As regards the applicability of decision G 1/93 to the present case, the Respondent submitted that the bleach activator (f) was a compound known to react with peroxygen bleaches and which to affect consequently their stability; therefore, such feature (f) contributed to the solution of the technical problem of the invention, which concerned the improved stabilization of peroxygen bleach compounds contained in the claimed composition. The decision G 1/93 thus was not applicable to the present case.
Consequently, in the Respondent's view, claim 1 as granted did not comply with the requirements of Article 123(2) EPC.
VII. The Appellants submitted orally that claim 1 as granted complied with the requirements of Article 123(2) EPC. In particular, it submitted inter alia that:
- the selected class of bleach activators of claim 1 as granted was indicated as preferred in the description and tetraacetyl ethylenediamine (TAED), a bleach activator belonging to this class, was used in the formulations of the examples;
- moreover, even though such bleach activators were disclosed in the original description in combination with perborate and percarbonate, it was derivable from this disclosure that the class of bleach activators (f) could be combined also with other peroxygen bleaching agents, which behave similarly to perborates and percarbonates by producing hydrogen peroxide and generating a perhydroxide which reacts with the bleach activator;
- furthermore, claim 6 of the original application, dependent on claims 1 to 4, listed bleach activators belonging to the class (f), such as TAED; even though this claim required erroneously the peroxygen bleach compound of claim 1 to be selected among the listed bleach activators, the claim has to be understood as requiring the presence of a bleach activator in addition to the peroxygen bleach compound of claim 1 since it was known that a peroxygen bleach compound is not a bleach activator;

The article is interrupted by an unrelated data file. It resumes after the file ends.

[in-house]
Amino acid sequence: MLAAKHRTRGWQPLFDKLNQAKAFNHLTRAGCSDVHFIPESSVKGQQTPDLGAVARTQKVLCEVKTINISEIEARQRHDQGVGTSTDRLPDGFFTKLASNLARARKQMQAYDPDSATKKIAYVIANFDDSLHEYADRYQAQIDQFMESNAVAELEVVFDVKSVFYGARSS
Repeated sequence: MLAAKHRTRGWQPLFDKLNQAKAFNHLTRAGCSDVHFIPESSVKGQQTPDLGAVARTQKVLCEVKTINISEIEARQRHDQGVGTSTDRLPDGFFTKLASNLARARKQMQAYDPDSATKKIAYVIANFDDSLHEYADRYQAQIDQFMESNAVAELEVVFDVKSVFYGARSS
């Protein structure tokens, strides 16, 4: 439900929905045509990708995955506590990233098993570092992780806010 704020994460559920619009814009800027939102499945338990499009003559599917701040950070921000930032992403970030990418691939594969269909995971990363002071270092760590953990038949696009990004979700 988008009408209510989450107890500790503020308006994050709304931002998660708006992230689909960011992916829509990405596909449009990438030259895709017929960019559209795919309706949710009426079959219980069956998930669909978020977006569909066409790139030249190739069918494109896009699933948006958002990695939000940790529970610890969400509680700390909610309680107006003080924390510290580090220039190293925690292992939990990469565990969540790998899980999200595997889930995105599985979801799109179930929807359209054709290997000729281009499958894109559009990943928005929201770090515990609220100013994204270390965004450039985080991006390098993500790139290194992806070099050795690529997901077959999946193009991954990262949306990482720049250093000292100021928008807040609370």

- therefore, the original documents of the application disclosed that the class of bleach activators (f) was a preferred component which could be used in any composition of the invention.
As regards the applicability of decision G 1/93 to the present case, the Appellants admitted during oral proceedings that a bleach activator would influence the stabilization of the peroxygen bleach.
VIII. The Appellants request that the decision under appeal be set aside and that the opposition be rejected.
IX. The Respondent requests that the appeal be dismissed.
1. Article 123(2) EPC
1.1 According to Article 123(2) EPC, a European patent application or a European patent may not be amended in such a way that it contains subject-matter which extends beyond the content of the application as filed.
In this respect it is the established case law of the Boards of Appeal of the EPO that the relevant question to be decided in assessing whether an amendment adds subject-matter extending beyond the content of the application as filed is whether such an amendment was directly and unambiguously derivable from the application as filed (Case Law of the Boards of Appeal of the EPO, 5th edition, 2006, III.A.2.2 and 2.2.1).